We in Christ are God’s children, part of God’s family. Do we bear the family resemblance? Are we like our elder Brother Christ? Do we look up to him? If not, then we need to ask ourselves if indeed we are in Christ. Or are our lives more in line with the devil? Is what we’re about, and what we’re doing more in line with that? If we don’t love other brothers and sisters in Christ no matter what, that’s a sure sign we’re off track.

we are in process

I thank my God every time I remember you. In all my prayers for all of you, I always pray with joy because of your partnership in the gospel from the first day until now, being confident of this, that he who began a good work in you will carry it on to completion until the day of Christ Jesus.

Philippians 1:3-6

Over and over again, I’m reminded that we are people in process. The good and most important thing to remember is that it is God at work in our lives. We likely wish we were further along than we are, I know I do.

We really need to hold on to this truth that we as followers of Jesus. And that it is God doing the work, not we ourselves. God who began this good work in us will indeed carry it on to completion until the day of Christ Jesus, when Jesus returns.

This helps me as I consider my own life as well as the lives of others. We need to take our hands off. It’s God’s work, not our own. The change in our lives comes only because of that. Maybe this means we need to be more in prayer.

There are things I’m not sure about. It does seem clear to me that we can get in the way of God’s working, and impede it. But God works around and even through those ways that we can get in the way, I suppose. I often wish I could just do what I know I ought to do. Like rest in God’s peace instead of being anxious about this or that. It’s a maturing, growth process, and all of Scripture in one way or another is meant to help us in that.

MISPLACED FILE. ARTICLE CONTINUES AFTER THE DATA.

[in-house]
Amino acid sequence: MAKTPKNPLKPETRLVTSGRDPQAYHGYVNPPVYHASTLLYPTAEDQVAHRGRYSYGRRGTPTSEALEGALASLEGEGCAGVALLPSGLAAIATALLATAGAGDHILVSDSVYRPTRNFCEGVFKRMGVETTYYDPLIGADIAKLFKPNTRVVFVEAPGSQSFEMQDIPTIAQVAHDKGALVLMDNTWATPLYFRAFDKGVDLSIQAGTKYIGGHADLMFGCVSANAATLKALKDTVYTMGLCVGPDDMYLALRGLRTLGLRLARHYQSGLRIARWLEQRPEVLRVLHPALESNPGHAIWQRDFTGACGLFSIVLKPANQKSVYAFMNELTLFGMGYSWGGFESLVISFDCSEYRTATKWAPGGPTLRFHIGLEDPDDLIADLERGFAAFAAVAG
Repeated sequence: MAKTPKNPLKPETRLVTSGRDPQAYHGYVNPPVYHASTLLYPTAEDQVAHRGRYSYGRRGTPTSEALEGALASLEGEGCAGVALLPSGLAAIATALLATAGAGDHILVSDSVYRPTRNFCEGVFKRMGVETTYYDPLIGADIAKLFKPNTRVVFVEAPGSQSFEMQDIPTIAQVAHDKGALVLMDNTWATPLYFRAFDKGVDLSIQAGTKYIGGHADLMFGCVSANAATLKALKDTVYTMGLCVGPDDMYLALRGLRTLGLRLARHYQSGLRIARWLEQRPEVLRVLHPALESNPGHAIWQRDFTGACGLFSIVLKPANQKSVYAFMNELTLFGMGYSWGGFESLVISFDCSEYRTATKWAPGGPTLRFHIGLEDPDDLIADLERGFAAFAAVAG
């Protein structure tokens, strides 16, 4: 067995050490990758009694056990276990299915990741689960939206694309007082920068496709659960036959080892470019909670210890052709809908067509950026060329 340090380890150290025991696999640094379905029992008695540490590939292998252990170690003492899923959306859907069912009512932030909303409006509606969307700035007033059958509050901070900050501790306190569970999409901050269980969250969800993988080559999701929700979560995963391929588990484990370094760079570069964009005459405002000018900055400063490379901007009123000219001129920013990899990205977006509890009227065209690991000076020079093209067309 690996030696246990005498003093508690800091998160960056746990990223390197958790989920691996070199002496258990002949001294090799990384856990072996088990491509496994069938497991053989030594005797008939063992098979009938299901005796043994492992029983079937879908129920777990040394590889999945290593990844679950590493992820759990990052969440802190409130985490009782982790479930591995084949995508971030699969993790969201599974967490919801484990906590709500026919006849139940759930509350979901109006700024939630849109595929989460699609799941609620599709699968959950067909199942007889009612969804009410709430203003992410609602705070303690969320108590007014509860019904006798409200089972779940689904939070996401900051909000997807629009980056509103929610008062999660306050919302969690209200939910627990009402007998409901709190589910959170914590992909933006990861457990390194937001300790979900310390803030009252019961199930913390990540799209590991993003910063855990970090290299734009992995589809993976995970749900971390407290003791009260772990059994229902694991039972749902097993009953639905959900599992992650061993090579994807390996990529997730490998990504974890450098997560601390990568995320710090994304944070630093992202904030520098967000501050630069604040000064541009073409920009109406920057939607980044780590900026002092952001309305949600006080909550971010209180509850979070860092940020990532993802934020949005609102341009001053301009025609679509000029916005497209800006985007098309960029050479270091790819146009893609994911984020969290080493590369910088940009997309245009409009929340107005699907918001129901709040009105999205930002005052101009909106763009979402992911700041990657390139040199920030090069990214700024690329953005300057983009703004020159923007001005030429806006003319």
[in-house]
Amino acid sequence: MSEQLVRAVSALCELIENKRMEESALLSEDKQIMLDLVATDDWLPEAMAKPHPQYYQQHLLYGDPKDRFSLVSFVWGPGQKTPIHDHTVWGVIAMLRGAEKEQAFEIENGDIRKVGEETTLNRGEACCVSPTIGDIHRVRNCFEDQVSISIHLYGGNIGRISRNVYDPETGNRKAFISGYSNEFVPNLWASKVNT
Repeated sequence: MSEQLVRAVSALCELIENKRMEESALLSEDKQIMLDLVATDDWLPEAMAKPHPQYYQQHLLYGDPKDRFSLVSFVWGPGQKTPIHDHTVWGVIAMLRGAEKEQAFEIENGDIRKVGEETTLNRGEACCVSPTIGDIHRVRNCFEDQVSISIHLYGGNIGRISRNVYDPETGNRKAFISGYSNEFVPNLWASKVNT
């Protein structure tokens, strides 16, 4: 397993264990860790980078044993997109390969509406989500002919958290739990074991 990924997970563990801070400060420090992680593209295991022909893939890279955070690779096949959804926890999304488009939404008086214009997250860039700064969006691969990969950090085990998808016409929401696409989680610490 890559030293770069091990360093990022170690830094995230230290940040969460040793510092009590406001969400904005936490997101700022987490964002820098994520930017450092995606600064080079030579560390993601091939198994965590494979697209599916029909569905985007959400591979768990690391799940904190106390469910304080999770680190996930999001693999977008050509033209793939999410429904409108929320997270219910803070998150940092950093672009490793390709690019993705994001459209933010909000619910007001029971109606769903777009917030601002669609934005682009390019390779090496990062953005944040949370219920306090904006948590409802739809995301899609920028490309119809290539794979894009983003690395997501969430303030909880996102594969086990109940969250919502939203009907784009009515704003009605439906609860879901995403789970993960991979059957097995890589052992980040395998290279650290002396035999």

The one thing we can take away from Paul’s words here for sure: God who began the good work in us in Christ will finish it. We can mark that down in stone, but more importantly God has written that change into our hearts to unfold in our lives toward the goal of making us the people we’re supposed to be, through Jesus fully human and unique in our person as God intended. All of us together in this, Paul addressing not just individuals here, but the entire church. In and through Jesus.

racism is a strong biblical theme, systemic as well as personal

This mystery is that through the gospel the Gentiles are heirs together with Israel, members together of one body, and sharers together in the promise in Christ Jesus.

Ephesians 3:6

God called Abraham to become the father of all nations. Abraham and his progeny were to be blessed to be a blessing. But what do we read in Scripture. Israel saw this blessing to be hoarded by themselves, and shunned outsiders. There was certainly strong disapproval of others, which turned into hate. Instead they were supposed to be a light to the nations around them, ultimately to the world. A light of the revelation of God in terms of who God is, and God’s intentions for humanity. But we know that Israel utterly failed.

So Jesus comes as the one who would be the true Israelite and fulfill God’s calling. And of course he did in ways that were unanticipated, not the least of which fully including believing Gentiles, including those hated Samaritans as full members of God’s family.

For he himself is our peace, who has made the two groups one and has destroyed the barrier, the dividing wall of hostility, by setting aside in his flesh the law with its commands and regulations. His purpose was to create in himself one new humanity out of the two, thus making peace, and in one body to reconcile both of them to God through the cross, by which he put to death their hostility. He came and preached peace to you who were far away and peace to those who were near. For through him we both have access to the Father by one Spirit.